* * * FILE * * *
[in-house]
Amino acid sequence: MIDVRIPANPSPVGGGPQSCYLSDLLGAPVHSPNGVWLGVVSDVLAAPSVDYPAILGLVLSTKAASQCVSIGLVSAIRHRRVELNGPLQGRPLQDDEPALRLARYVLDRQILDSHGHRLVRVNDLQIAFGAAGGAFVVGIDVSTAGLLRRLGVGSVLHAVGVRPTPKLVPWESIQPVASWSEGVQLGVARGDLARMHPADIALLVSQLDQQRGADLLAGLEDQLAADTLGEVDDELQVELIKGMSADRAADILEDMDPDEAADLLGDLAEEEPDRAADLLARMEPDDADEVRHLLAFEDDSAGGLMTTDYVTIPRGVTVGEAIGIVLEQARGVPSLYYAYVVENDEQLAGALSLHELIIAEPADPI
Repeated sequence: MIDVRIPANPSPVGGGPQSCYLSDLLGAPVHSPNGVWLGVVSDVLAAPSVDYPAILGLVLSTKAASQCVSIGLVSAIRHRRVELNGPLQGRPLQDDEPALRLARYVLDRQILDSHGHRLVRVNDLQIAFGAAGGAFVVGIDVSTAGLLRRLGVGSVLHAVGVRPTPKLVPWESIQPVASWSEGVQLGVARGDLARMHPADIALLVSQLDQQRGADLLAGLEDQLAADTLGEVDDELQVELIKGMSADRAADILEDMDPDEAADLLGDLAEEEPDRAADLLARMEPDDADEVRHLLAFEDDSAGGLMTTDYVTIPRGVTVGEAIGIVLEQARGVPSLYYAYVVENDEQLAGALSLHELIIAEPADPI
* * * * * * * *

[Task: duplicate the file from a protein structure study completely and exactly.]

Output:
[in-house]
Amino acid sequence: MIDVRIPANPSPVGGGPQSCYLSDLLGAPVHSPNGVWLGVVSDVLAAPSVDYPAILGLVLSTKAASQCVSIGLVSAIRHRRVELNGPLQGRPLQDDEPALRLARYVLDRQILDSHGHRLVRVNDLQIAFGAAGGAFVVGIDVSTAGLLRRLGVGSVLHAVGVRPTPKLVPWESIQPVASWSEGVQLGVARGDLARMHPADIALLVSQLDQQRGADLLAGLEDQLAADTLGEVDDELQVELIKGMSADRAADILEDMDPDEAADLLGDLAEEEPDRAADLLARMEPDDADEVRHLLAFEDDSAGGLMTTDYVTIPRGVTVGEAIGIVLEQARGVPSLYYAYVVENDEQLAGALSLHELIIAEPADPI
Repeated sequence: MIDVRIPANPSPVGGGPQSCYLSDLLGAPVHSPNGVWLGVVSDVLAAPSVDYPAILGLVLSTKAASQCVSIGLVSAIRHRRVELNGPLQGRPLQDDEPALRLARYVLDRQILDSHGHRLVRVNDLQIAFGAAGGAFVVGIDVSTAGLLRRLGVGSVLHAVGVRPTPKLVPWESIQPVASWSEGVQLGVARGDLARMHPADIALLVSQLDQQRGADLLAGLEDQLAADTLGEVDDELQVELIKGMSADRAADILEDMDPDEAADLLGDLAEEEPDRAADLLARMEPDDADEVRHLLAFEDDSAGGLMTTDYVTIPRGVTVGEAIGIVLEQARGVPSLYYAYVVENDEQLAGALSLHELIIAEPADPI